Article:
Some methods of these approaches are adapted from other sciences, while others are recognizable mainly in computer environments, computer related problem solving, and in data and information management.

The concept based approach (DA class), the algorithmic and the information based approaches (SA class), are well defined in Case & Gunstone’ typology for problem solving in sciences [16] (Figure 2). All three approaches are identified, with similar contents in Booth’s typology [17] for functional programming a decade earlier (using different terminology, Figure 2), remained almost unnoticed. In her typology, Booth named one more DA hyponym category, which focuses on building algorithms for programming problems (operational). The similar contents of the categories made it clear for us that these typologies can be merged, expanded, and tuned to fit the requirements of the digital era [15] (Figure 2).

For emphasizing that building algorithms (Booth―operational) and applying algorithms (Case & Gunstone―algorithmic based) requires different thinking modes, slow and fast, respectively [1] [25] , in the DA hypernym class, we introduced the “Computer Algorithmic And Debugging” expression (CAAD) [15] [17] , instead of Booth’s operational. Our expression also includes the debugging process, which is essential in the testing and evaluating process of the computer generated outputs.

Since our concern was to identify all the end-user computing approaches, we had to expand the already existing typologies and added the Trial-And-Error Wizard based (TAEW) SA methods [15] . The trial-and-error activities are different in nature from the others, since they are related to problem solving, but real problem solving is hardly carried out; instead, a surface navigation overarches the whole process, where any output, if reached, is accepted. This approach is not unknown in methodology, but not considered as problem solving, which would explain not being included in any of the previous typologies.

However, TAEW is so widely accepted and practiced in computer related activities that we cannot ignore it anymore. The question is why TAEW and information based approaches are so popular in the digital world, while they seem to be the detours of computer problem solving. For the presence of the TAEW based approach one of the best explanations can be adapted from Polya [18] . He claimed that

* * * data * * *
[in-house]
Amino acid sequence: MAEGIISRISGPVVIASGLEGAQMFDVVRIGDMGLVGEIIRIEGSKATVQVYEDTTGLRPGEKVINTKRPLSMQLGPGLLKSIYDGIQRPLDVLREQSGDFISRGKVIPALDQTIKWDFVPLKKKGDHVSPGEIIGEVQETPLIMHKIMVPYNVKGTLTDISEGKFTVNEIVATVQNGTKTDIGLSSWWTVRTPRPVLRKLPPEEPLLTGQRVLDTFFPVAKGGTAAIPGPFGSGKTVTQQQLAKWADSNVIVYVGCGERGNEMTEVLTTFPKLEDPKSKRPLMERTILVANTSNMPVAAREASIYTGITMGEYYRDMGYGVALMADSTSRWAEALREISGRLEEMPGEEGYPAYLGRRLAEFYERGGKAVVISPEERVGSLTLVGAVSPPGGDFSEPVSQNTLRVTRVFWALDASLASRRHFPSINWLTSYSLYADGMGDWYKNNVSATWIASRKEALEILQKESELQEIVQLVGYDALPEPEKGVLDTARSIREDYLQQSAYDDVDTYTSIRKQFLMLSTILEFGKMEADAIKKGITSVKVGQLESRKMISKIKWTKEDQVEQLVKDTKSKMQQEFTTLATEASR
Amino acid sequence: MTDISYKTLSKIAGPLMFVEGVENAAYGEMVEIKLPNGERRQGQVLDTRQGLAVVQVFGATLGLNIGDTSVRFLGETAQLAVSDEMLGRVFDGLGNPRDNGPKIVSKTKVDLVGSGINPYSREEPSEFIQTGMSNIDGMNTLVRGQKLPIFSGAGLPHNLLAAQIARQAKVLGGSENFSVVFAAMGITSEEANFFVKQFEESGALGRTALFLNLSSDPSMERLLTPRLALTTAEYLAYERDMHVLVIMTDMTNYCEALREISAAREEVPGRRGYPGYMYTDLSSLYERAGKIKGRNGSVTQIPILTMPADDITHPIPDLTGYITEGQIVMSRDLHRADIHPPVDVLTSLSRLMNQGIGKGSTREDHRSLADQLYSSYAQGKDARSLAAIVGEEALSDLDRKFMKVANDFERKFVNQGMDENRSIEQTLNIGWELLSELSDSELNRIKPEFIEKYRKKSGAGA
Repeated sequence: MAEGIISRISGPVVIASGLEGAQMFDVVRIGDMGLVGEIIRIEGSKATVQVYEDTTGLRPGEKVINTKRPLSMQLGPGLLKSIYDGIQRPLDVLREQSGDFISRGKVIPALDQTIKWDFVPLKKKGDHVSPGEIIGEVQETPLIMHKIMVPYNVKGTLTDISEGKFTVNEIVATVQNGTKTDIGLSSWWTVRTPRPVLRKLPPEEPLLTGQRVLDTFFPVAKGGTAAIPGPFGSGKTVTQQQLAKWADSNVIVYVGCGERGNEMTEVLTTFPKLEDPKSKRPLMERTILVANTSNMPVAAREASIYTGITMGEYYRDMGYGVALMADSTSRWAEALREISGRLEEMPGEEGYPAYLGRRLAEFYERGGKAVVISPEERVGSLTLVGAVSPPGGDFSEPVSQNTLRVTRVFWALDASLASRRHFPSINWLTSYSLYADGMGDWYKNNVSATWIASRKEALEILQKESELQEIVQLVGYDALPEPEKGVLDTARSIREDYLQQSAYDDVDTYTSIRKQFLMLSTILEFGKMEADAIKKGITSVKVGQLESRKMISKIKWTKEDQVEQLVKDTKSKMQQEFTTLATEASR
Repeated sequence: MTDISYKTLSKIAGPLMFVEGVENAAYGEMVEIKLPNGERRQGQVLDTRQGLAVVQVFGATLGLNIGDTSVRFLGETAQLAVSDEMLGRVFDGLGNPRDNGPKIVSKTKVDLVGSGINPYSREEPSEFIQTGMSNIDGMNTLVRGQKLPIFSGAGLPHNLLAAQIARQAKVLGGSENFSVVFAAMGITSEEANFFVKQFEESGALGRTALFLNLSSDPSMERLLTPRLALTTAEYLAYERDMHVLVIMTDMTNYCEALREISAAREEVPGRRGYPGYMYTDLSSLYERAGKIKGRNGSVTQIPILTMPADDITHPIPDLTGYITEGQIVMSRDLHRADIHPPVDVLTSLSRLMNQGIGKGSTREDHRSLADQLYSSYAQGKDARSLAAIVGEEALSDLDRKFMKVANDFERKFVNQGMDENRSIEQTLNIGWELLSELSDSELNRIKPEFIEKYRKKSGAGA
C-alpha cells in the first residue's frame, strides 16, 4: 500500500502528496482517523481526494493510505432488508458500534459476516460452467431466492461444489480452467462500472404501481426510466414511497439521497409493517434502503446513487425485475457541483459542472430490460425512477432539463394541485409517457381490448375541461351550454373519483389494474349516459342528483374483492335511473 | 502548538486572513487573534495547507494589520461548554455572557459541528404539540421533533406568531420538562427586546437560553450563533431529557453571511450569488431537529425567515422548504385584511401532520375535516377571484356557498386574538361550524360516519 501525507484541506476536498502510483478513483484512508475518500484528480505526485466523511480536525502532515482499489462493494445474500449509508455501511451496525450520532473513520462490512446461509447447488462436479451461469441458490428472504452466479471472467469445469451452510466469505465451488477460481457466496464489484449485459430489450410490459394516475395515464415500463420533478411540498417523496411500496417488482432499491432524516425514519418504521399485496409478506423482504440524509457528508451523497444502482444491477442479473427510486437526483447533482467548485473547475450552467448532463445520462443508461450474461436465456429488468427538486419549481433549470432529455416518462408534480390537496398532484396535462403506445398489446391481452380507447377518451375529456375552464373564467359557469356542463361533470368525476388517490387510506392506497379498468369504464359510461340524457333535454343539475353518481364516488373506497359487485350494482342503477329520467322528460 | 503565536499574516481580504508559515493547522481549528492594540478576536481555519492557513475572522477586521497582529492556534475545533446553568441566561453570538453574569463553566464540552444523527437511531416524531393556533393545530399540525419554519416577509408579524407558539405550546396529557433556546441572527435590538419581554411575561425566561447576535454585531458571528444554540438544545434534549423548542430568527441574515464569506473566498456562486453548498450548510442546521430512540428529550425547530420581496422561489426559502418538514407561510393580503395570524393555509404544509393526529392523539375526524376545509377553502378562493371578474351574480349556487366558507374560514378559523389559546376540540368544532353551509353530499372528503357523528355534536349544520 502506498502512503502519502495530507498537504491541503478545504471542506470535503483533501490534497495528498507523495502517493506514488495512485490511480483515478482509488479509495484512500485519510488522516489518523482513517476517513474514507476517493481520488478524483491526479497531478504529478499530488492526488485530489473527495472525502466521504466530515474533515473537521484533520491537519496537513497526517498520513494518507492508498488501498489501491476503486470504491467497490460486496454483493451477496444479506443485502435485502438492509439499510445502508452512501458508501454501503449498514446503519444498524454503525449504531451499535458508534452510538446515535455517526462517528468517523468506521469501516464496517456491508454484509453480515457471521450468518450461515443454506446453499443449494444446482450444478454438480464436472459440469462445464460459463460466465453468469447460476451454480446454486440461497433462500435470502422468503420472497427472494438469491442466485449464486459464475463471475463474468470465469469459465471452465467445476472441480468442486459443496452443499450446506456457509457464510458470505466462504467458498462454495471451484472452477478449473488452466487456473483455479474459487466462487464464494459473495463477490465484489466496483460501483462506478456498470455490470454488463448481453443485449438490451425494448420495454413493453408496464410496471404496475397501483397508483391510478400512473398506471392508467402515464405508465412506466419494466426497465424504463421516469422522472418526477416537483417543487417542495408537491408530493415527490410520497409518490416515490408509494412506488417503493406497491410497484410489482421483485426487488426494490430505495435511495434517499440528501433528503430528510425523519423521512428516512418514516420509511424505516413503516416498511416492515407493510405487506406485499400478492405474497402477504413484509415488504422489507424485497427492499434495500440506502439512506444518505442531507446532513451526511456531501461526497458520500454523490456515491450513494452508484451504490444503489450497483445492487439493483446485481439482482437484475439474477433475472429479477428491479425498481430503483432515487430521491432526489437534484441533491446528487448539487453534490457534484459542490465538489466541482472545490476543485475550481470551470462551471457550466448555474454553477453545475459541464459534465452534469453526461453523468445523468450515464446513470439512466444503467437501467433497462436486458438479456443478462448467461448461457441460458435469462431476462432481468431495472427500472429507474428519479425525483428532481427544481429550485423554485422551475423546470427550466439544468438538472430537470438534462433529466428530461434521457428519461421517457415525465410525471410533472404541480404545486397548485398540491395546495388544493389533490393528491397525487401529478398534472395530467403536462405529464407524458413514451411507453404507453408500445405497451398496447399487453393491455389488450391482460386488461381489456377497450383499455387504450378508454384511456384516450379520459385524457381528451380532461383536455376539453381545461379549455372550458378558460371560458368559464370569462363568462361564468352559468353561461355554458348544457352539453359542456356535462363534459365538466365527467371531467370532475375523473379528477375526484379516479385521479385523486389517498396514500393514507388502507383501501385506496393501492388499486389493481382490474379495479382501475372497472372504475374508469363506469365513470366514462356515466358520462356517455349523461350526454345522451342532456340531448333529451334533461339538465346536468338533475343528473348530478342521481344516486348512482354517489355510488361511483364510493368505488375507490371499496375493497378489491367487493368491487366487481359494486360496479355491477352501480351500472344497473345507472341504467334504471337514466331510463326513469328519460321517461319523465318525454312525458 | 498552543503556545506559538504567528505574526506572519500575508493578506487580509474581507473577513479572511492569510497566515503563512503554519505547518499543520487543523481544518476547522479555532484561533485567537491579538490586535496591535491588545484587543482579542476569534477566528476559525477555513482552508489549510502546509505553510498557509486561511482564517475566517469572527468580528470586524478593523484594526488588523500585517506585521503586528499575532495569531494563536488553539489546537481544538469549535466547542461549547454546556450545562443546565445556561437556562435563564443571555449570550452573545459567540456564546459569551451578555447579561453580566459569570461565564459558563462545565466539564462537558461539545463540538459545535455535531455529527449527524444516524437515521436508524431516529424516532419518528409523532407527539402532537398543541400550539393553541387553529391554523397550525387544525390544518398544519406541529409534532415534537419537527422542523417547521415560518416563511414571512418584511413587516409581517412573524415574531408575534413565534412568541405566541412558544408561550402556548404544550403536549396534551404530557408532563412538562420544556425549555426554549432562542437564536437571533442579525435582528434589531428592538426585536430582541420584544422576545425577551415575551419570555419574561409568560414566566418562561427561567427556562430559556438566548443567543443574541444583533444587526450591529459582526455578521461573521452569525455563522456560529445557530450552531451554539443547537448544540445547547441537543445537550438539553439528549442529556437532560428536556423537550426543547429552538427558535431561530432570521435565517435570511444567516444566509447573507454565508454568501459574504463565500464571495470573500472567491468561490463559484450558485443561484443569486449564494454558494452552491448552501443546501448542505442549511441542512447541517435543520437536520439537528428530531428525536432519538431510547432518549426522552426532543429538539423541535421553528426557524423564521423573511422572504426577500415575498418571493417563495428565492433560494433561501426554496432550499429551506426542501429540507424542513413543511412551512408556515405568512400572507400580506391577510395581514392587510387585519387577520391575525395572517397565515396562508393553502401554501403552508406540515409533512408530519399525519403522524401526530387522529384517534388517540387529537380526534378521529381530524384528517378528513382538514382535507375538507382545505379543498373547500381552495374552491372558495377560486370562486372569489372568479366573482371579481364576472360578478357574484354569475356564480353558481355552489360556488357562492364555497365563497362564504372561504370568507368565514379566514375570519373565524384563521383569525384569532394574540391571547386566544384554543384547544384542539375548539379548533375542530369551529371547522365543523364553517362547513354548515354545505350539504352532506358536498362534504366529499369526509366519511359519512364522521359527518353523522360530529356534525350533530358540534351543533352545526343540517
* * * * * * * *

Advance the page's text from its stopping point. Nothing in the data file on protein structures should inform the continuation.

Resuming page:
“We know, of course, that it is hard to have a good idea if we have little knowledge of the subject, and impossible to have it if we have no knowledge. Good ideas are based on past experience and formerly acquired knowledge.” ( [18] , p. 9)

Considering the information based approach, Polya stated that

“Mere remembering is not enough for a good idea, but we cannot have any good idea without recollecting some pertinent facts; materials alone are not enough for constructing a house but we cannot construct a house without collecting the necessary materials.” ( [18] , p. 9)

Rewording Polya’s note in the digital world, we find that computers alone are not enough for solving problems but we cannot solve problems without “collecting” the necessary hardware and software tools. However, we have to note here that it is difficult to find the border line between the information and the TAEW based approaches, since both focuses on the tools, without considering the problem; “I can use it, that’s enough”. The difference between them is rather on the proportion of learned materials. The ECDL exams, for example, require the candidates to follow a long list of familiar instructions, without giving any thought to the problems. These participants of the digital world mainly carry out information based activities during the ECDL exams. However, in other situations, this knowledge is hardly useful, so TAEW based methods are applied outside of the exams. We also found that most of those end-users who never had the opportunity to participate in any formal digital education primarily carry out TAEW based bricolage and they cause serious financial losses [8] ; we have reached a level which Polya considered as the worst.

“The worst may happen if the student embarks upon computations or constructions without having understood the problem.” ( [18] , p. 6)

2.2. The Mathability of Computer Problem Solving Approaches

The results of one further research let us complete our typology, namely research in mathability [19] [20] [21] [22] . According to the authors, they apply the concept of mathability to the usage of computer tools.

“This usage has basically two forms:

(1) In some cases we use existing functions and methods provided by a system, and we apply these tools to solve the problems.

(2) Another possibility is, if we, based on existing means of the system, develop new programs and functions for solving new problems.”

In our typology-building process, we recognized that the two approaches to the usage of computer tools matches the two hypernym classes of problem solving approaches. The first usage covers the surface approach (SA) methods, while the second usage the deep approach (DA) methods. This finding of ours, led us to further consequences: based on our completed computer problem solving typology [15] and the concept of mathability [19] [20] [21] [22] , in 2015, we defined the mathability of software tools [19] [20] [21] [22] .

The adaptation of the mathability of software tools to computer problem solving approaches allows us to create a quantitative measuring system [23] [24] . In this measuring system, the concept based approach is associated with the highest mathability level, Level 5, while the TAEW based approach with the lowest level, Level 1. The DA CAAD, and the SA algorithmic and information based methods are at Level 4, Level 3, and Level 2, respectively, presented in Figure 3.